August 1st: State Department of Taxation & Revenue certifies the final Net Taxable Values to the Department of Finance and Administration for setting tax rates.

September 1st: State Department of Finance and Administration issues tax mil rates for current tax year (7-38-33 NMSA). This is the last date for County Commission to suspend the minimum penalty requirements on delinquent taxes (7-38-50 NMSA).

October 1st: county Treasurer receives the tax roll from the county Assessor (7-38-36 NMSA). After October 1st, the Assessor has only limited authority to request changes to the tax schedule.

November 1st: Tax bills are mailed (7-38-36 NMSA).

November 10th: Due date for first half taxes (7-38-38 NMSA).

December 10th: 1st half taxes due without penalty

December 11th: Treasure applies delinquency charges on 1st ½ taxes.

Agricultural Property

Agricultural and Grazing Classification: Special Use Properties: In order to preserve the limited lands available in New Mexico for agricultural purposes and grazing, the New Mexico Legislature has given special valuation status to agricultural land (7-36-20 NMSA 1978). Qualified owners of such land must register their land by the last day of the 30-day Protest Period (if not already registered) and must be prepared to prove that agriculture is the primary use of the land. For the purpose of the section, agricultural use generally means the use of land for the production of plants, crops, trees, forest product, orchard crops, livestock, poultry or fish. The term also includes the use of land that meets the requirements for payment of other compensation pursuant to a soil conservation program under an agreement with an agency of the federal government. Agricultural registration form can be found on this website.

  1. What is “Special Method of Valuation: Agricultural”?Grazing valuation claims require proof of the presence of livestock. This may be in the form of a grazing lease, a personal property declaration of livestock that graze on the land, or some other proof of grazing use. Agricultural can also be land used for the production of plants, crops, trees, forest product, orchard crops, livestock, poultry or fish. However, grazing or production must be the primary use of the land in order to qualify.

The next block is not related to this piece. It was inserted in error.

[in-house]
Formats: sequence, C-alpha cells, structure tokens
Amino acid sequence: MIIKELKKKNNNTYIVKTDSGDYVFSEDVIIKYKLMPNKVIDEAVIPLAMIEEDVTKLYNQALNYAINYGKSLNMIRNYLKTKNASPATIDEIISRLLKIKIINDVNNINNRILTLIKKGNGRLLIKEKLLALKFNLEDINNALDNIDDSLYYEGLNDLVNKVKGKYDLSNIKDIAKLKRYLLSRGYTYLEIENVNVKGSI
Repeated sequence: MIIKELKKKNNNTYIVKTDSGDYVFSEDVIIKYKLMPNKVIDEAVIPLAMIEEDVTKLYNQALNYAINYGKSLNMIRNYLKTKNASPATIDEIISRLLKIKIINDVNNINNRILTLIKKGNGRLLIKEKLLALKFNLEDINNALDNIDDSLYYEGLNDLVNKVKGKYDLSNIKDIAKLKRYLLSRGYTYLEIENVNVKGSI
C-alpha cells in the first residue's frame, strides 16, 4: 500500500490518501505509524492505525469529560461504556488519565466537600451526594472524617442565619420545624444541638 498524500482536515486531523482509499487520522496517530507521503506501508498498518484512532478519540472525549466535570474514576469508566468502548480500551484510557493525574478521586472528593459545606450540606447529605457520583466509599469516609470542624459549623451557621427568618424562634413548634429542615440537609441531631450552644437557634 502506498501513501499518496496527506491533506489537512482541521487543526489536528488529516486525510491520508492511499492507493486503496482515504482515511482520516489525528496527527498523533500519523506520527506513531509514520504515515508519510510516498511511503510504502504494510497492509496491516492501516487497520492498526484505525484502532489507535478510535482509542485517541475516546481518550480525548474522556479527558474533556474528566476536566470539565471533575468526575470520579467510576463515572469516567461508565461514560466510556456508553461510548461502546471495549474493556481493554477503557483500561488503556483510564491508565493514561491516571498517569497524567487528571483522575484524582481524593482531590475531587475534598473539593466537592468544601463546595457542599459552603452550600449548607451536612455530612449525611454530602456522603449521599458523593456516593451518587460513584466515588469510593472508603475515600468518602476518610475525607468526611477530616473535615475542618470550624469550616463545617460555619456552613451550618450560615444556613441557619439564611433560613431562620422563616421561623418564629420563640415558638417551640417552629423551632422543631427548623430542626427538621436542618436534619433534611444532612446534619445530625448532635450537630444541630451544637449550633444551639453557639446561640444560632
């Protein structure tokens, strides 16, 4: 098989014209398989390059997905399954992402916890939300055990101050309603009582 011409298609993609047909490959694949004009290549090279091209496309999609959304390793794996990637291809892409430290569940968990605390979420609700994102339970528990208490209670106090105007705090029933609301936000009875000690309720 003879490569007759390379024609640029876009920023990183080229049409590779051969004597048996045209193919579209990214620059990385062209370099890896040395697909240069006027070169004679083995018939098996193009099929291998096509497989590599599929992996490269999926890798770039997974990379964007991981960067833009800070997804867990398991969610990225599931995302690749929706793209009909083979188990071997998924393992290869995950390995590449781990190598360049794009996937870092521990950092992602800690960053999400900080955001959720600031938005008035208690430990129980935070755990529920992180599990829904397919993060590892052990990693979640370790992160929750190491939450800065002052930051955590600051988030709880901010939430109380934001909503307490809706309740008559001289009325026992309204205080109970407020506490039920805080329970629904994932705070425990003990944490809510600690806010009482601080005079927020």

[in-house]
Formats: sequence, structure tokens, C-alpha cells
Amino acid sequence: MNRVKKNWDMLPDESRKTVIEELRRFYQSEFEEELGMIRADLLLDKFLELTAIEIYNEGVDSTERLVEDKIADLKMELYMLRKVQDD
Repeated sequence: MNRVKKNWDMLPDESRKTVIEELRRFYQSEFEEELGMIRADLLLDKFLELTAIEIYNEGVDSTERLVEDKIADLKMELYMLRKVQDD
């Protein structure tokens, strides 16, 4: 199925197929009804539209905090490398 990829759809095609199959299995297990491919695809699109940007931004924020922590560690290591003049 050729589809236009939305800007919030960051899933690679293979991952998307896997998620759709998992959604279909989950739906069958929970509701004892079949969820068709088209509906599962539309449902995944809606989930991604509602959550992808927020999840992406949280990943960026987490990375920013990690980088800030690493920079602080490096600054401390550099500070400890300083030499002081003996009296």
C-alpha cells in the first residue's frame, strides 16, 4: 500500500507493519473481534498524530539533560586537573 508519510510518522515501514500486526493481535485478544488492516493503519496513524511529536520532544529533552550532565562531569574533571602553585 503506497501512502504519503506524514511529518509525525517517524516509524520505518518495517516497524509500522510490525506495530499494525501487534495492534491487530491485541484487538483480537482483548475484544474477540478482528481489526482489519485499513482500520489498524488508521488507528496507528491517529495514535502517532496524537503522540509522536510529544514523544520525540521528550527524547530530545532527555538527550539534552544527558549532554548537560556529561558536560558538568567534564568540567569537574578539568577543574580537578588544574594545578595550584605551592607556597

2. What is the difference between wet and dry agricultural land?As defined in chapter 7-36-20. Agricultural land is classified as either: “irrigated agricultural land” which is all agricultural land receiving supplemental water to that provided by natural rainfall, or “dry agricultural land” which is all agricultural land without supplemental water supply.
  3. What if there is an improvement (house) on the agricultural land?The Assessor will designate one acre as a home site that will be valued at market value. A home site, as the term is used in Property Tax Division Regulation 36-20: 1 means the site is used primarily as a residence and is more that the boundary of the foundation of an improvement used as a residence. All remaining land will receive the agricultural valuation rate providing that the primary use of the remaining land qualifies as agricultural under the statute.
  4. How does the Assessor determine whether the primary use of land is agricultural?The determination is based on a physical examination of the land by the Assessor’s Office along with an evaluation of other evidence.
  5. What is the minimum acreage that qualifies for an agricultural classification?At least one-half acre of non-improved land if that Assessor determines the primary use as an “orchard” with at least 20 orchard trees (nut, fruit); otherwise, one acre of non-improved land is the minimum acreage that can be used as agriculture.
  6. What does “agricultural products” mean?Agricultural product include: plants, crops, trees, forest product, orchard crops, livestock, wool, mohair, hides, pelts, poultry, fish, dairy products and honey.
  7. Does the Assessor’s Office have the right to request income and expense information from a taxpayer who is applying for agricultural valuation? Yes. Property Tax Division Regulation 36-20:7 indicates the application form may contain a request for providing information on the owner’s farm income and farm expenses reported to the U.S. Internal Revenue Service on Schedule F.


How does an appraiser value my property and why is the Assessor’s valuation different than a fee appraisal?